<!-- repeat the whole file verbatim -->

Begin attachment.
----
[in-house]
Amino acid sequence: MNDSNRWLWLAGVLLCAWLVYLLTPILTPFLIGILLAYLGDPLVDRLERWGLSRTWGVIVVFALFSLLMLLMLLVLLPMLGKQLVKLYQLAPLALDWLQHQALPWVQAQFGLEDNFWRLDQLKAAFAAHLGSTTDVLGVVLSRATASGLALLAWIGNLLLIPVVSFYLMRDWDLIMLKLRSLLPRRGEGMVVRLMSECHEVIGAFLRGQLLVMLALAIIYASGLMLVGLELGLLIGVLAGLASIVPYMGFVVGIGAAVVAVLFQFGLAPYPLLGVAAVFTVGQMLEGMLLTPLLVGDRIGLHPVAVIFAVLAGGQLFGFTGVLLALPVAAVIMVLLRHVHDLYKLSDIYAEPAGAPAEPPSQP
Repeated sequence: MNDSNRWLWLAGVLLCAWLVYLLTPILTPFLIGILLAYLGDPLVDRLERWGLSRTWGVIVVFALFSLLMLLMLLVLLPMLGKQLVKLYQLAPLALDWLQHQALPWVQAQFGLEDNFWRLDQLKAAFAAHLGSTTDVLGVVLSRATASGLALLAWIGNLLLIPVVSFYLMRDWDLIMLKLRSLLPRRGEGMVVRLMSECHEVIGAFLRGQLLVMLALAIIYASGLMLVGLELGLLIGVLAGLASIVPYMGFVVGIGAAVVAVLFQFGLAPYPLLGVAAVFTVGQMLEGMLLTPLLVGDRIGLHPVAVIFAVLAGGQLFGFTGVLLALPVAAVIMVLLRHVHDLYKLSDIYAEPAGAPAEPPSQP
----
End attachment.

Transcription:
[in-house]
Amino acid sequence: MNDSNRWLWLAGVLLCAWLVYLLTPILTPFLIGILLAYLGDPLVDRLERWGLSRTWGVIVVFALFSLLMLLMLLVLLPMLGKQLVKLYQLAPLALDWLQHQALPWVQAQFGLEDNFWRLDQLKAAFAAHLGSTTDVLGVVLSRATASGLALLAWIGNLLLIPVVSFYLMRDWDLIMLKLRSLLPRRGEGMVVRLMSECHEVIGAFLRGQLLVMLALAIIYASGLMLVGLELGLLIGVLAGLASIVPYMGFVVGIGAAVVAVLFQFGLAPYPLLGVAAVFTVGQMLEGMLLTPLLVGDRIGLHPVAVIFAVLAGGQLFGFTGVLLALPVAAVIMVLLRHVHDLYKLSDIYAEPAGAPAEPPSQP
Repeated sequence: MNDSNRWLWLAGVLLCAWLVYLLTPILTPFLIGILLAYLGDPLVDRLERWGLSRTWGVIVVFALFSLLMLLMLLVLLPMLGKQLVKLYQLAPLALDWLQHQALPWVQAQFGLEDNFWRLDQLKAAFAAHLGSTTDVLGVVLSRATASGLALLAWIGNLLLIPVVSFYLMRDWDLIMLKLRSLLPRRGEGMVVRLMSECHEVIGAFLRGQLLVMLALAIIYASGLMLVGLELGLLIGVLAGLASIVPYMGFVVGIGAAVVAVLFQFGLAPYPLLGVAAVFTVGQMLEGMLLTPLLVGDRIGLHPVAVIFAVLAGGQLFGFTGVLLALPVAAVIMVLLRHVHDLYKLSDIYAEPAGAPAEPPSQP